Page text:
Monday, 11 August 2014

And All That Jass? - Questions From the Twitter-verse

This has to be my favourite question ever. I'm a huge fan of Jazz music, and love nothing better than to put on an album, or sing, jazz. A fellow fan, Laurie from Russia, sent me a note on twitter:
I love to play Jazz piano, but I don't know much about the history except the basics. One question I have is why do we call this music Jazz? Where did such a weird name come from? I can see why it's called the blues, but jazz? Thanks!
Hi Laurie! Thanks for the question, because you know how much I love etymology. First, the bad news. There's no consensus among scholars or musicians on who first coined it, when, or how. The good news: it's fuzzy origins makes the story much more interesting.

Sheet music from 1906, thanks to Dr. Lewis Porter for his research
The original spelling was Jass, and can be seen in early pictures of bands at the turn of the 20th century. One story is that it comes from the African languages. In the Congo, certain dances were called jasm or in the language Mandingo, jasi,  Many people reject these stories however. 

Buddy Bolden, with his horn, second from left at the top. He was the first cornetist and gave jazz its real earthy, upbeat and deep sound. He also developed schizophrenia, and was forgotten until historians started giving a crap.
The musical form we now call Jazz began in 1870s, and slowly emerged from blues, work songs, gospel and traditional European music. 'Jass' came from New Orleans, the birthplace of this music, and was a term probably coined by the local Creole musicians. Creoles are descended from White Europeans immigrating to the American South and African American taken as wives or who were slaves. These people had their own mix of European and African music. Jass in their slang meant "strenuous activity", usually of the sexual kind. 

They may have got this from their french ancestry. J. E. Lighter’s monumental Historical Dictionary of American Slang, includes an entry from an 1896 French-English glossary: “Jaser(or Jazer). To copulate.”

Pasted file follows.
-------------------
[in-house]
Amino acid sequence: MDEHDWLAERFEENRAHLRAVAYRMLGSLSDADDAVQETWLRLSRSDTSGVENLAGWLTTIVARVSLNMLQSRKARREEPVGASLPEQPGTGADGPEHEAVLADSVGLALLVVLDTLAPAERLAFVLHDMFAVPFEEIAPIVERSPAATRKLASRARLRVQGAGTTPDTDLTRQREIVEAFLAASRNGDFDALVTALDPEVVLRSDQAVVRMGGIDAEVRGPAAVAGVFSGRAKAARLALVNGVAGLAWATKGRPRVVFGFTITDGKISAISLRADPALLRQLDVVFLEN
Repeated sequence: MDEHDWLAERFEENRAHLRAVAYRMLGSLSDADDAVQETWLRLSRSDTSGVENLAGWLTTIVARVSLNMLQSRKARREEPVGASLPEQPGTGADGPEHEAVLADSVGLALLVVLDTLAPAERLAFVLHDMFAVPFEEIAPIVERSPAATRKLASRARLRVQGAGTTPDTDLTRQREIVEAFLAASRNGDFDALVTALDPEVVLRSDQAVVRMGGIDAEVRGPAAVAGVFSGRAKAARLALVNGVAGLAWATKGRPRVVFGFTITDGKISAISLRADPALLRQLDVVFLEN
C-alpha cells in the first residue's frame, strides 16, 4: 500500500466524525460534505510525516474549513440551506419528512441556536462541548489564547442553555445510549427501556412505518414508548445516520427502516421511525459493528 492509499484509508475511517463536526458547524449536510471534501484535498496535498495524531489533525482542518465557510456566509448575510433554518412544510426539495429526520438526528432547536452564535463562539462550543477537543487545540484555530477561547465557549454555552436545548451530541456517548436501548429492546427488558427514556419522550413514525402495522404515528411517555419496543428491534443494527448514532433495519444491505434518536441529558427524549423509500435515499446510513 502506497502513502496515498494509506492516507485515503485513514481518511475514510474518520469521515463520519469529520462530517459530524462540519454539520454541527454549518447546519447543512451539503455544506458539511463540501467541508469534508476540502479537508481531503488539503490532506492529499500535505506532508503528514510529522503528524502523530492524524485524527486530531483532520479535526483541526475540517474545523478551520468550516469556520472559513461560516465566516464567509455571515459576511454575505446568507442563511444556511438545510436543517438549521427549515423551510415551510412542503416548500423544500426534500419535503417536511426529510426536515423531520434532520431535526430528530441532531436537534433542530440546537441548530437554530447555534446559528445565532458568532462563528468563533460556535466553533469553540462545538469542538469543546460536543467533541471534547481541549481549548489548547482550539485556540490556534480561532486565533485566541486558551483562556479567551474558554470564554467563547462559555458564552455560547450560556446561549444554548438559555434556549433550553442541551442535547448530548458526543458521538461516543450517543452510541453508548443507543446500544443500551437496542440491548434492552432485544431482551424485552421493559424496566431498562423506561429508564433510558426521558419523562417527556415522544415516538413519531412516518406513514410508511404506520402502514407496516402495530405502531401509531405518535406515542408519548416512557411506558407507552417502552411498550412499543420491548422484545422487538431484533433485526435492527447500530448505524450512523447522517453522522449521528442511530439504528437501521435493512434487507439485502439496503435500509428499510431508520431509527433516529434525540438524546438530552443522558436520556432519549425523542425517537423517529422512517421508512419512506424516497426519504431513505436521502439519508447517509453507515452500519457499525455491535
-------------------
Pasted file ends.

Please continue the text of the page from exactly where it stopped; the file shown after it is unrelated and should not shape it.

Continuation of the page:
If the truth were known about the origin of the word 'Jazz' it would never be mentioned in polite society. - Clay Smith, jazz musician in "Étude," Sept. 1924
Another story, was that Jass was a name of the perfume used by the prostitutes of Storyville in New Orleans. Jazz musicians got their start in Storyville, playing to the whores dancing, because that was where they could get the best tips and get the best views.  But the story related by the great Jazz musician Winston Marsalis in the documentary, Jazz, was that it was about sex. The origins of the word relating to sex ring true to the culture surrounding the music. A great example of the sexual nature of jazz is the story of Creole musician Jelly Roll Morton. People laugh today and wonder why a father of Jazz music would name himself after a sweet roll. Ahem. He's not talking about a pastry, people. Jelly Roll was slang for the best sexual position a man could get with his penis. Typical jazz musician. He was awesome.

When did Jass become Jazz? The spelling seems to have changed very quickly, and by 1910 there change was complete in signs and advertisements used by bands. But many continued to use the old spelling, as seen in the record labels still using Jass.

This is the first jazz band that ever recorded, 1917, and they just didn't care how they spelt it!
The first time the term jazz appears in print was not in reference to music, but baseball. A pitcher for the Portland Beavers, Ben Henderson, was quoted in the Los Angeles times in April 2, 1912: "I got a new curve this year...I call it the jazz ball because it wobbles and you simply can't do anything about it." For Henderson to use the term jazz so casually, means it was already in the local vernacular of where he was from, as well as where he was interviewed. 

My final recommendation to Laurie and to everyone else: Go watch Jazz: A Film by Ken Burns. It is an amazing and important documentary on the history and power of jazz music. I found myself tapping my feet and singing along the whole time.

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